While that defeat was not entirely the number 18’s fault, it was a testament to his habitual blunders. In the Spanish Supercup final against Athletic Bilbao, Alba was once again one of the major culprits, proving to be undependable in set pieces and as confused as a lost sailor in defence, suffering at the hands of Iñaki Williams most notably. Scoring an own goal against the very same opposition in the league was another dent on his resumé. The fact that Alba contributed heavily to Valencia’s Copa Del Rey victory in the 18/19 season also devalues his presence in critical games, with both goals from Valencia easily avoidable, had the Spaniard not fumbled cheaply.

For the first goal, Alba came instantly rushing to block the scorer but was sent to the cleaners as he gravely mistimed his run. On the second occasion, the 32-year-old enabled Valencia’s winger to charge past him seamlessly as he went onto assist the final dagger. Admittedly, Culés have done their best to move on from the past in an attempt to forget and forgive. Having made some huge strides this campaign, clinging on to errors that any mere mortal is capable of committing does seem nonsensical.

Even so, despite efforts made to channel more faith in Alba, his recent comments have only made matters worse. As a leaked conversation between Alba and Piqué was made public by the media after the Clásico, concerns are again beginning to mount over his mentality. Even though Piqué appeared to be optimistic regarding Barça’s chances in the Copa Del Rey, all Alba had to offer in response was, “I don’t know.”

Completely ignoring the progression Barcelona made after proceedings, disregarding the fact that a point is the least Barça deserved, and most importantly, forgetting the club’s ability to bounce back this season, a meagre “I don’t know” is all the full-back gave in response. Of course, drawing conclusions based solely on a 10-second clip would be unjust, yet, given Alba’s past of wavering when it matters most, it really does not come as a surprise. The Anfield annihilation still remains fresh in memory, a wound that is yet to heal fully.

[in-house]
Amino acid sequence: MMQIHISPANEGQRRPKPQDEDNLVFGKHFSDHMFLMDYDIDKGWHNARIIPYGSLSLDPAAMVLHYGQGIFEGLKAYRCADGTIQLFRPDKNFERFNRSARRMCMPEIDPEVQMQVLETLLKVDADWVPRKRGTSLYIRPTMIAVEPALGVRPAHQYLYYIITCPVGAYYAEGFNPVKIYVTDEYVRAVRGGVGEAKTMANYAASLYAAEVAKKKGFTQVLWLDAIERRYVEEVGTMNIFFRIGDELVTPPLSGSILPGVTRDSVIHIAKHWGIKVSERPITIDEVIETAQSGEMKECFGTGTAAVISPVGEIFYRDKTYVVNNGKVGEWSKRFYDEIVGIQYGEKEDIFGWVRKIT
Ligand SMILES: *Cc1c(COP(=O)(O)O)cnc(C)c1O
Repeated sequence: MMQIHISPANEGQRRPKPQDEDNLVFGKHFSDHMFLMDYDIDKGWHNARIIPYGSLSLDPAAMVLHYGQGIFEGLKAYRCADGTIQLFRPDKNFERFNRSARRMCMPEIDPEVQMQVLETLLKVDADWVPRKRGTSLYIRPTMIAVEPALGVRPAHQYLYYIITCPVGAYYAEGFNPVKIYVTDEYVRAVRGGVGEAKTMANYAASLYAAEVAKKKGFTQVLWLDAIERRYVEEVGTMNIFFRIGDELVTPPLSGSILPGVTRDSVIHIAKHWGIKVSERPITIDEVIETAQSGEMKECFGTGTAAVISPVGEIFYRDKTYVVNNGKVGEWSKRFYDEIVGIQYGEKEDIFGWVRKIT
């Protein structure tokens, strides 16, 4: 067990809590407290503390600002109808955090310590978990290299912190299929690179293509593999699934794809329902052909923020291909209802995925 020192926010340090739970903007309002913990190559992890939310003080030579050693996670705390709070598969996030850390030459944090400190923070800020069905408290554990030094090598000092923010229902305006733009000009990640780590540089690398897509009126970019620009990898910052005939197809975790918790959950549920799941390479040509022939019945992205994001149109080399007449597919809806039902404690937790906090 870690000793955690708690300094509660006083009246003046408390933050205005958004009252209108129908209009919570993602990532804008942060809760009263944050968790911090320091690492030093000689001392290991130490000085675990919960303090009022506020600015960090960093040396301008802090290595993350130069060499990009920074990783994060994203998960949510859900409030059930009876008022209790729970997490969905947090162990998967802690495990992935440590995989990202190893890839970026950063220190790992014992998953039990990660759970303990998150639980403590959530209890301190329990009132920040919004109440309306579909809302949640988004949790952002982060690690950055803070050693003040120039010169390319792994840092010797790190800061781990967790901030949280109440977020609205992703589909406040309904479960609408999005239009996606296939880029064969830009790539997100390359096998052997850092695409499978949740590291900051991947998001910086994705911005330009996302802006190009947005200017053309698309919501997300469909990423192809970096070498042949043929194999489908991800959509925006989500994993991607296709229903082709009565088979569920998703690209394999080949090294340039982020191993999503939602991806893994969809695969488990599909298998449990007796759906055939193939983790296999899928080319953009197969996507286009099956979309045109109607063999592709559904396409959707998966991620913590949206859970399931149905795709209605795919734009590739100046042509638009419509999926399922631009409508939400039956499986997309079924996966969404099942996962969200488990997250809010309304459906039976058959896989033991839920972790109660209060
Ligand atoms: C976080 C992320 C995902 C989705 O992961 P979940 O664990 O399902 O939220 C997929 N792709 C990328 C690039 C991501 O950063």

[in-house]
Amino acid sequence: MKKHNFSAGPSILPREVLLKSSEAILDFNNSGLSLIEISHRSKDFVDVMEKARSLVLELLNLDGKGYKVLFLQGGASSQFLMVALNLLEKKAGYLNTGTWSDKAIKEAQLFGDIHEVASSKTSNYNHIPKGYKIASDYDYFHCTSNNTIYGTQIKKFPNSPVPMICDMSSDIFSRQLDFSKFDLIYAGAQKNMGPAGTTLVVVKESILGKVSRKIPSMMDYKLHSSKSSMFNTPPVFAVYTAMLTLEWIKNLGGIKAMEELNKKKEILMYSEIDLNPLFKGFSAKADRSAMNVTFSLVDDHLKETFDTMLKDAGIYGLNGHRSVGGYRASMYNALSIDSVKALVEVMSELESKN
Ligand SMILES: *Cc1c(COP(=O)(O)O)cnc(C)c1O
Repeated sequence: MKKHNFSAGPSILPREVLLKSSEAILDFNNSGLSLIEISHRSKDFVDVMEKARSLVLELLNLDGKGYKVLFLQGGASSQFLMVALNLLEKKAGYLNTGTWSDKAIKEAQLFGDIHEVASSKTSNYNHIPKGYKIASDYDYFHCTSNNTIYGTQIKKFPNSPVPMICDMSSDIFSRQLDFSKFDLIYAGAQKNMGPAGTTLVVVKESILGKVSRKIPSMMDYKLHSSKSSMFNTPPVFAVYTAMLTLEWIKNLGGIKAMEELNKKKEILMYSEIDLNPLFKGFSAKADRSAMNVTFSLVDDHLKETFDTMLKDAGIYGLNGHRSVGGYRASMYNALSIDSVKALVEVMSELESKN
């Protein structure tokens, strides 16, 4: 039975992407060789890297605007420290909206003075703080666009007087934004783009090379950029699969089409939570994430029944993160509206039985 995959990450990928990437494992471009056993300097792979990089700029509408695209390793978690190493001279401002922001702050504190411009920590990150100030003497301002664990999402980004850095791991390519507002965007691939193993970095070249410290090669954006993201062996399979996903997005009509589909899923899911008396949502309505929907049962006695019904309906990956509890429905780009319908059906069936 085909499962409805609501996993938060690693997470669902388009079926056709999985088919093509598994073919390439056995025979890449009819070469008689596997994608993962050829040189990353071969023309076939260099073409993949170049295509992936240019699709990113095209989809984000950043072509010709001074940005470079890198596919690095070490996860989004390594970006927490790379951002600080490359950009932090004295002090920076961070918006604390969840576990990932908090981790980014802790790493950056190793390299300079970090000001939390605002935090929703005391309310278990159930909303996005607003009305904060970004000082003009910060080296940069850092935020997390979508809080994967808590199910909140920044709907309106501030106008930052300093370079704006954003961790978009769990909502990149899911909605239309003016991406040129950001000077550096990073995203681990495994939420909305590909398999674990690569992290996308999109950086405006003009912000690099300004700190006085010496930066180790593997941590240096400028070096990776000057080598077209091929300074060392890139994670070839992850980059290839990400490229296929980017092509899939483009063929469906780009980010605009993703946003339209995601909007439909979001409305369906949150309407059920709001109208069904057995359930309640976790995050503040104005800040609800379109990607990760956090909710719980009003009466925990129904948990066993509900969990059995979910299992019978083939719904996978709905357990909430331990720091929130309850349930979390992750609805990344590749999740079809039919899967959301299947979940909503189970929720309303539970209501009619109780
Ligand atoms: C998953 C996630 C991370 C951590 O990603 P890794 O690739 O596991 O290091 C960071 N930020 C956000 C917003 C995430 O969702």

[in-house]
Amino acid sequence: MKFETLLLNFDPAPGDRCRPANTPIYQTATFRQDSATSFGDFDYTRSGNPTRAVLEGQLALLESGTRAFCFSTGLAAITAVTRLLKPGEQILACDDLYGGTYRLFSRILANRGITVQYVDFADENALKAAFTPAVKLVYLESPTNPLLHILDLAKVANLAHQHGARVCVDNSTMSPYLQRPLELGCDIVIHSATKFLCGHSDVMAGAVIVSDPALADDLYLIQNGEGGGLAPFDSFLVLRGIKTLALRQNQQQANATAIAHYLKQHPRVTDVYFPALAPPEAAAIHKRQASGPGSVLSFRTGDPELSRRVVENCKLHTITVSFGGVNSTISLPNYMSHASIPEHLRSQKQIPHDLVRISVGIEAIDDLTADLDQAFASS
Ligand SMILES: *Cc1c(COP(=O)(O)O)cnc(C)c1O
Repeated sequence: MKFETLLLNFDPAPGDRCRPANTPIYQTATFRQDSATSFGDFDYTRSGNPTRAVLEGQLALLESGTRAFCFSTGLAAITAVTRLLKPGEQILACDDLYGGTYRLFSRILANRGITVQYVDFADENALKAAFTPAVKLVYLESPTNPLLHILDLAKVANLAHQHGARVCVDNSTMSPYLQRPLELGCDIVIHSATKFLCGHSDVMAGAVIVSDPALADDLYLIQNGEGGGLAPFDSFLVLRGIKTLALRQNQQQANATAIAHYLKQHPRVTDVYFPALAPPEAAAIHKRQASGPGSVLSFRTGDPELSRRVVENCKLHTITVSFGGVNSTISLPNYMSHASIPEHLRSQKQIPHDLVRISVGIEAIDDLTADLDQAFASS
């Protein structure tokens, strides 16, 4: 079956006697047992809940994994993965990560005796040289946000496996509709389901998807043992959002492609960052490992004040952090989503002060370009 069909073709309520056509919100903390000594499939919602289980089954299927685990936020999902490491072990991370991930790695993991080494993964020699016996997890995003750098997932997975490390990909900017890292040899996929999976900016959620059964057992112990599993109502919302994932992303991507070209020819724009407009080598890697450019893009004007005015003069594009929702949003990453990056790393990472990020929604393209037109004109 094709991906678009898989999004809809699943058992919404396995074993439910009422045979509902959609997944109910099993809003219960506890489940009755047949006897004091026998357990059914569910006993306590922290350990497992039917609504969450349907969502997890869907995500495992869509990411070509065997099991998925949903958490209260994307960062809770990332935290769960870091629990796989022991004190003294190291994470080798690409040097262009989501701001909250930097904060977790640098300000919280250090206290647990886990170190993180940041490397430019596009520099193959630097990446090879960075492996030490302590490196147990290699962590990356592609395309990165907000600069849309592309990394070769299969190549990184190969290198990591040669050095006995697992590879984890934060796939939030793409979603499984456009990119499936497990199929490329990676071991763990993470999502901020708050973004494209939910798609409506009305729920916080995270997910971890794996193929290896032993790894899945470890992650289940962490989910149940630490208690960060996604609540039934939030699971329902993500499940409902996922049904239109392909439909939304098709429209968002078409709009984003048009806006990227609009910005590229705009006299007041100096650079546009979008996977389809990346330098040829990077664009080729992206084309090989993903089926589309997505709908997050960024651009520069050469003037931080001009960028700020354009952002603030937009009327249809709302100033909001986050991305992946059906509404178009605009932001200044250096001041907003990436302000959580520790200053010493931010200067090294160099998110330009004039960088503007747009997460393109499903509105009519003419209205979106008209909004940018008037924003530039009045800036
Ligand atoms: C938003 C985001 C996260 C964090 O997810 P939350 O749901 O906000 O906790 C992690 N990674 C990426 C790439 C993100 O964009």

To play or not play, that is the question

As the full-back made a mockery of himself under the lights, his breakdown at half-time when the comeback was not even completed simply implies his pessimistic nature. Thus arrives the million-dollar question: do Barcelona run the risk of playing Alba in a game where the stakes are this high?

Considering Alba’s recent comments and reputation in knockout stages, fielding him in a game that holds such value for Barça’s campaign is inarguably a risk. The brand of football Barcelona have been playing comprises of collective strength, which emphasizes on every individual playing a vital role. One loose screw is all it takes to disrupt the team, and it’s fair to say Alba has proven to be that loose screw on several occasions before.

Nonetheless, the Blaugranas are incredibly limited, not yet possessing the privilege to have any firm competition in Alba’s position. As frustrating as his shortcomings may be, there is still no denying that his “good days” earn him the title of one of the best full-backs in the world. An additional factor is that he has, at the very least, not crumbled in any of the previous Copa del Rey knockout stages. Against Granada and Sevilla, his contributions were absolutely vital, particularly his performance against the Nazaríes, where a blistering brace enabled his side to seal qualification.

Barça are certainly running a risk, but this risk could potentially pay dividends if Alba shows a more daring and composed version. Making a sudden change in the final seems unlikely and could potentially hamper the team’s harmony.